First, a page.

We’re celebrating men and the brilliant, silly, caring, selfless things they do that make them great. The things we miss when they’re lost too soon.
One man dies every 45 minutes from prostate cancer. It already kills more people than breast cancer and by 2030 it’s set to be the most common cancer in the UK. But unlike breast cancer, you can’t check yourself and there’s no national screening program to help detect early-stage prostate cancer. It hasn’t gotten the attention or resources that some other cancers have.
That’s why we need to act.
Our top priority is to stop prostate cancer killing men, and we’re investing millions to fund research to transform the way prostate cancer is understood, diagnosed and treated. We have the plans and the expertise but we need thousands of supporters to stand up and make it happen.
We think men are worth saving.
Stephen Fry, Jim Broadbent, Nile Rodgers and many more talked to us about their own experiences of prostate cancer and why they’re supporting us and standing with men.
Men, we are with you.Join us in the fight against prostate cancer
Ally Clarke, 69, was diagnosed with prostate cancer back in 2010. Before he was diagnosed with prostate cancer he was unaware that black men have an increased risk of getting the disease. He is now a volunteer for Prostate Cancer UK and is on a mission to help us stop prostate cancer being a killer.
“I can’t even begin to tell you how I felt when I first found out I had prostate cancer. I was absolutely devastated. My wife and I went into a quiet room to allow the news to sink in. I was in complete shock. All I could think was ‘why me?’
After going through both hormone therapy and radiotherapy, Ally's PSA started to creep up again. Ally went on another type of hormone therapy called Enzalutamide for six months, but that also didn’t seem to work. His PSA levels at this point had reached double figures, so he underwent a type of chemotherapy called docetaxel for eight months.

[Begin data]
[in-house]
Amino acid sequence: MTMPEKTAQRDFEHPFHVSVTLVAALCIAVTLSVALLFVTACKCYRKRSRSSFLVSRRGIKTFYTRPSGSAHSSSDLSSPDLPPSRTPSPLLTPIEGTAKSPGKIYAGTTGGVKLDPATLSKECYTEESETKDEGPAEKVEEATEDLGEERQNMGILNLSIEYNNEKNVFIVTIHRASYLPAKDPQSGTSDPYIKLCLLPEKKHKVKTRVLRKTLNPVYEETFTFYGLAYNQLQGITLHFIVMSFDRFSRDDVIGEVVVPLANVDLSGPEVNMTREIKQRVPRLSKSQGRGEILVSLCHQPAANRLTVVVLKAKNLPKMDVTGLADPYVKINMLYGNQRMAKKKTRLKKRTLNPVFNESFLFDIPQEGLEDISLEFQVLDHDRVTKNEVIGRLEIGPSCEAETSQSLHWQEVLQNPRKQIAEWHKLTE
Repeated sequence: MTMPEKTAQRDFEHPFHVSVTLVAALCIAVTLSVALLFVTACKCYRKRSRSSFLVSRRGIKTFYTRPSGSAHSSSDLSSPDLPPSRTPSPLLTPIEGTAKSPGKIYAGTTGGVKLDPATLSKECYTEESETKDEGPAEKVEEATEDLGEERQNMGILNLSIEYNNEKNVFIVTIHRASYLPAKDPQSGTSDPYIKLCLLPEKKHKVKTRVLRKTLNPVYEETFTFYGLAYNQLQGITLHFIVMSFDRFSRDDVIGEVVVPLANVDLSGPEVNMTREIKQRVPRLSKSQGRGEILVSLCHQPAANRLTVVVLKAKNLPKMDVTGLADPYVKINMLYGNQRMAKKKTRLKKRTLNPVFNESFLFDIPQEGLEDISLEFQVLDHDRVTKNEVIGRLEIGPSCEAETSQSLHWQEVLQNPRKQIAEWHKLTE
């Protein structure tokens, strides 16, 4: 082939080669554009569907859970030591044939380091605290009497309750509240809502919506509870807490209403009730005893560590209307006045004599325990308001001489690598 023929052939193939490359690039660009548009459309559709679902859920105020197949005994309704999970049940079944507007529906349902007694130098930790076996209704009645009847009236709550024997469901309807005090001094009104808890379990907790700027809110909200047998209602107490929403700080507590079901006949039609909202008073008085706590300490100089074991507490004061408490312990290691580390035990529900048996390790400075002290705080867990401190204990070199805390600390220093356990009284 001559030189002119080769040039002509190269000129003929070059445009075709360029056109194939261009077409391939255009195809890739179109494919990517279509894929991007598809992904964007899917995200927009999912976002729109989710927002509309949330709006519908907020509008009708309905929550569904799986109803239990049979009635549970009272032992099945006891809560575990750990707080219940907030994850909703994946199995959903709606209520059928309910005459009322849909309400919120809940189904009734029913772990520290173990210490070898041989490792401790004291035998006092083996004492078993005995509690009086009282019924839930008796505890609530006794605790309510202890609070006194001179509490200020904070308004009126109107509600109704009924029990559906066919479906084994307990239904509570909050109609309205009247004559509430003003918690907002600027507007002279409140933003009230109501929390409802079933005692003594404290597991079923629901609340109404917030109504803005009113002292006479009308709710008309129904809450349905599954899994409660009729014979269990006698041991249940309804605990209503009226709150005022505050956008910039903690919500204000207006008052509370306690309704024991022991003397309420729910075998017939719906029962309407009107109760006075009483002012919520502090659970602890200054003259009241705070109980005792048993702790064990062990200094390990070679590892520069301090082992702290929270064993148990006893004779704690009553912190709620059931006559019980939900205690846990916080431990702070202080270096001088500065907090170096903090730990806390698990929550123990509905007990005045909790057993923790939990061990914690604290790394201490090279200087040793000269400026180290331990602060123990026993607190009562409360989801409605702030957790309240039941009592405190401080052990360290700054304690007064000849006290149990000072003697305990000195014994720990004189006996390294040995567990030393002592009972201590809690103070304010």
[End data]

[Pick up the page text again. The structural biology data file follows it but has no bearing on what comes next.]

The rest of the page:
At the end of 2018, Ally had a scan that showed that his prostate cancer had started to spread. Fortunately, a new trial was coming up that Ally could be a part of, called the ACE trial, that combined a new drug with Enzalutamide. Ally has just finished a month’s cycle of the trial and after his second cycle, he will have a MRI, CT and bone scan that will show if the trial is working.
He said: "Going through prostate cancer has definitely changed my whole outlook on life. I now believe that we must enjoy today and not hold back. The battles that I would normally fight, I don’t fight anymore, I just walk away. I no longer want to stress myself out."
"I have told my two sons, who are 32 and 36, about their increased risk of getting prostate cancer and the importance of discussing the disease with their doctor. As long as I am around, I will not let them forget about their increased risks and neither will their mother."
With your help we will continue to make more men aware of their risk factors and fund game-changing research, which can lead to clinical trials like Ally is on, to find more effective treatments – in particular those that target the type of cancer an individual man has and attack it.
Jan Barron's father Bill Smith was diagnosed with terminal prostate cancer at the age of 81 and sadly passed away just 18 months later in March 2019.
Jan explains: “We were going on holiday with my sisters and Dad kept saying about the pain in his back and hips, to the point where we decided to take him to hospital to get him checked out and find out what was going on. He kept saying ‘I’ve got cancer’ but we didn’t believe it. We knew when the doctor came in and asked us to take a seat that it wasn’t good news.”
"We were obviously devastated when Dad was diagnosed but we felt more upset that he wasn’t diagnosed by his GP sooner. He has seven children, 20 grandchildren, 24 great grandchildren and one great great grandchild and so has left behind a big family and a huge legacy for us all."
With your help we can fund research to find better tests to spot fast-growing prostate cancer and save lives.
Chris’ dad Alan was diagnosed in 2015 at 57. Chris said: "When I first heard the news about my dad’s prostate cancer diagnosis, I was shocked and upset. However, knowing that the issue was getting sorted straight away gave me a glimmer of hope that my dad would overcome this disease."
“Prior to my dad’s diagnosis, I never knew about the hereditary risk of prostate cancer, but seeing my dad go through prostate cancer has made me more aware of this disease.”